HCI researchers have begun to more systematically study non-digital transient approaches for displaying information in public space, for example, in the form of chalk infographics. These approaches provide several benefits compared to digital displays, such as: ad-hoc deployment, barrier-free interaction, and being more sustainable. However, one limitation is their hyperlocal scale and impact. Speculating on urban robots as agents for scaling up physicalised displays, we describe the exploratory design and deployment of Woodie, a slow-moving robot that draws on the ground using conventional chalk sticks. We deployed Woodie for three weeks in a quiet laneway situated within a highly urbanised area. Data collected from observations, video logs and interviews revealed that Woodie successfully attracted people's attention and acted as a facilitator for collaborative, creative placemaking. Furthermore, Woodie provoked emotional responses and was perceived as a living being. Findings are interpreted to describe opportunities urban robots provide for the design of future pervasive urban displays.
This paper provides a materiality perspective to understanding lived experiences with a deformable domestic artefact, named transTexture lamp. The lamp is an interactive light with a deformable lampshade surface. We deployed transTexture lamps in the homes of three professional designers for two months with the aim of exploring possible interactions and engagements with the deformable lamp. Our findings show how participants experienced transTexture through pleasurable interactions and how they experienced deformation over time from reflections on these interactions. Analyzing the data through a materiality lens unpacked a creative process of drawing on the deformable lampshade surface, which results in the accumulation of substrates and transformations of deformations. These findings suggest opportunities for future material-centered interaction design research and practices in HCI.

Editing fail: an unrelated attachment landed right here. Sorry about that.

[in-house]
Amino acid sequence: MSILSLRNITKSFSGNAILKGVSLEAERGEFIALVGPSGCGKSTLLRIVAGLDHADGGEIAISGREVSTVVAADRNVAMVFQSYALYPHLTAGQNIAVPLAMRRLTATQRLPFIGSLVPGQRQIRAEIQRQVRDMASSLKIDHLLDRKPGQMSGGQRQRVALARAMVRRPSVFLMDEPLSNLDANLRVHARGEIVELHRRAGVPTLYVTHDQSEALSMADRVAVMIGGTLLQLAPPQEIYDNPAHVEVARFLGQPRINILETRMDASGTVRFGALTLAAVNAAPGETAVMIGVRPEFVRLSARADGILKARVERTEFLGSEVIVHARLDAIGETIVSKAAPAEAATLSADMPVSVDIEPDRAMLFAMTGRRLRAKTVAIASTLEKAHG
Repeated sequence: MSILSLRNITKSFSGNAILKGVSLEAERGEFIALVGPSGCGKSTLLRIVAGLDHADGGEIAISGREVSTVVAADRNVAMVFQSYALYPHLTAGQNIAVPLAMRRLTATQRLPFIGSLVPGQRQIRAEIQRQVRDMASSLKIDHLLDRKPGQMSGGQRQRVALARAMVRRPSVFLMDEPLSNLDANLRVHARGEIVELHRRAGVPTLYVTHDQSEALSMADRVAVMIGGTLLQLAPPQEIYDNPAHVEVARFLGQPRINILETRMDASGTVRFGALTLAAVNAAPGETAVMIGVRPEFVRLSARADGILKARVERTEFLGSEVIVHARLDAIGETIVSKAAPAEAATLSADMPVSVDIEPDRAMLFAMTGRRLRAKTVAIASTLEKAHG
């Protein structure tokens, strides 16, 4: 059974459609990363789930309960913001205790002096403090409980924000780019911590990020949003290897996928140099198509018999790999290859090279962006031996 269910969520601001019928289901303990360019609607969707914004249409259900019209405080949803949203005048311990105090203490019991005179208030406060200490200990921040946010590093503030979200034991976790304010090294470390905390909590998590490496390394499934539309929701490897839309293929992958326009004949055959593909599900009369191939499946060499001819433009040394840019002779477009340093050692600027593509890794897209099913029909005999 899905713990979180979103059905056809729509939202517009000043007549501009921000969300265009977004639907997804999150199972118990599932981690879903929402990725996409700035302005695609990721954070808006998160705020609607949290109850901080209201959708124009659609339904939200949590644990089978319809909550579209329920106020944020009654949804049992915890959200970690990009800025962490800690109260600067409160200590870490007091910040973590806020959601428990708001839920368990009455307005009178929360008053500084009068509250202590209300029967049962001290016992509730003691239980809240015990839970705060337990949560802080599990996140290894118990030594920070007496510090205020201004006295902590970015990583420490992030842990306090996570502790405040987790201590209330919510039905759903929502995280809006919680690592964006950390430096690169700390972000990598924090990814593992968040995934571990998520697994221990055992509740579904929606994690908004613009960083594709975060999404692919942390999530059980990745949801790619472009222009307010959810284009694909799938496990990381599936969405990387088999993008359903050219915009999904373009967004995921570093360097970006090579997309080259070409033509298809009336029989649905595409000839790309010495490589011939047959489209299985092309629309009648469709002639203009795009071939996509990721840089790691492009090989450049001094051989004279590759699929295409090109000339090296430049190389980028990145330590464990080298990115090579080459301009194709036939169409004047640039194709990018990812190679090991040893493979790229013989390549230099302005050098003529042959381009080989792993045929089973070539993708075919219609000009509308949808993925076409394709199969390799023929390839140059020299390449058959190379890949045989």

Smart textiles development is combining computing and textile technologies to create tactile, functional objects such as smart garments, soft medical devices, and space suits. However, the field also combines the massive waste streams of both the digital electronics and textiles industries. The following work explores how HCI researchers might be poised to address sustainability and waste in future smart textiles development through interventions at design time. Specifically, we perform a design inquiry into techniques and practices for reclaiming and reusing smart textiles materials and explore how such techniques can be integrated into smart textiles design tools. Beginning with a practice in sustainable or "slow" fashion, unravelling a garment into yarn, the suite of explorations titled "Unfabricate" probes values of time and labor in crafting a garment; speculates how a smart textile garment may be designed with reuse in mind; and imagines how electronic and textile components may be given new life in novel uses.
As smart textiles are becoming more present in our lives, investigating and designing textile interfaces has started getting more and more attention. Still, very little research has been done on how to design interactive elements for non-wearable textile interfaces for the best recognition, perception, and interaction. In this paper, we present initial assumptions for designing such interfaces, which we derived from working intensively with our partners from the industry. These have been further explored with experts from the field during interviews, and finally tested in a user study. As a conclusion of the study, we define five design recommendations for textile interfaces and present several prototypes that demonstrate them in practice. Our recommendations cover tactile contrast between textures, heights, and shapes; minimal recognizable size of elements; perception of concave and convex shapes as interactive elements; indication of interaction through shape; and recognition of tactile symbols.